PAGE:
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Hagerty Employee

Meeting the people who make Ferraris stick-shift again

Three pedals, two feet. Two hands, three points of contact. Zen and the Art of Stick Shift. Watching Arthur Bartosik slam a Ferrari F430's bulbous shifter between six closely-spaced metallic slots, seeing his feet dancing between gas pedal/brake/clutch, clocking his right hand darting between the shifter and steering wheel, it's clear he's in the zone.
Intermediate Driver

It’s because of these types of articles that I LOVE having discovered Hagerty. Well written, interesting topic and educational in a way that car magazines used to be but sadly are no more.
Fantastic content, thanks very much for sharing… and can’t wait for the next one!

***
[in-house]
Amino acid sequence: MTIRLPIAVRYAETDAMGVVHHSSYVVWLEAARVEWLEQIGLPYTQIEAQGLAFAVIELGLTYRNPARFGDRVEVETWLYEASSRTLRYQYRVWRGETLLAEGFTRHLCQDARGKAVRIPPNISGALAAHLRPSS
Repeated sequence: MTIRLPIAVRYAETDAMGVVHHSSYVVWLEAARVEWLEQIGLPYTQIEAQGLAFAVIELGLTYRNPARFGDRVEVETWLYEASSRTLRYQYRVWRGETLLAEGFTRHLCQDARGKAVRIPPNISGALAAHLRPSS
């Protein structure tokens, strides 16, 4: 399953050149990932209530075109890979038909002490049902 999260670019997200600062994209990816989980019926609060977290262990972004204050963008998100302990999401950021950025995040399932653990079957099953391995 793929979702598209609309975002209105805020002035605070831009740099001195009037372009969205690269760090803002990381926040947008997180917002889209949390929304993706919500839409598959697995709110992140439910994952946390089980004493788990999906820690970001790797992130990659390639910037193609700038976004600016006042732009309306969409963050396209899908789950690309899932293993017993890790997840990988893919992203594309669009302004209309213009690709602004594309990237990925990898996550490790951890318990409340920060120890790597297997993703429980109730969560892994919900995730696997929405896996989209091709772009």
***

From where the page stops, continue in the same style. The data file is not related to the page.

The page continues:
New Driver

Amazing article Robert. The photos really make this come together. Talented writer and talented photographer!
Pit Crew

If Maranello won't give people what they want, good for this fellow for stepping up. It doesn't sound like it was an easy process.

For too long, Ferrari has autocratically shoved what they like down the throats of their customers. I'm glad someone's doing this.

I'm sure that in lap times an F1 transmission is faster than a manual. But 99% of the people who own Ferraris can't drive them to their limit (including me) and having FUN driving is a lot more important than lap times. Learning how to competently drive a manual transmission car is a hell of a lot more fun than driving a Ferrari with an automatic transmission. And an F1 gearbox is an automatic.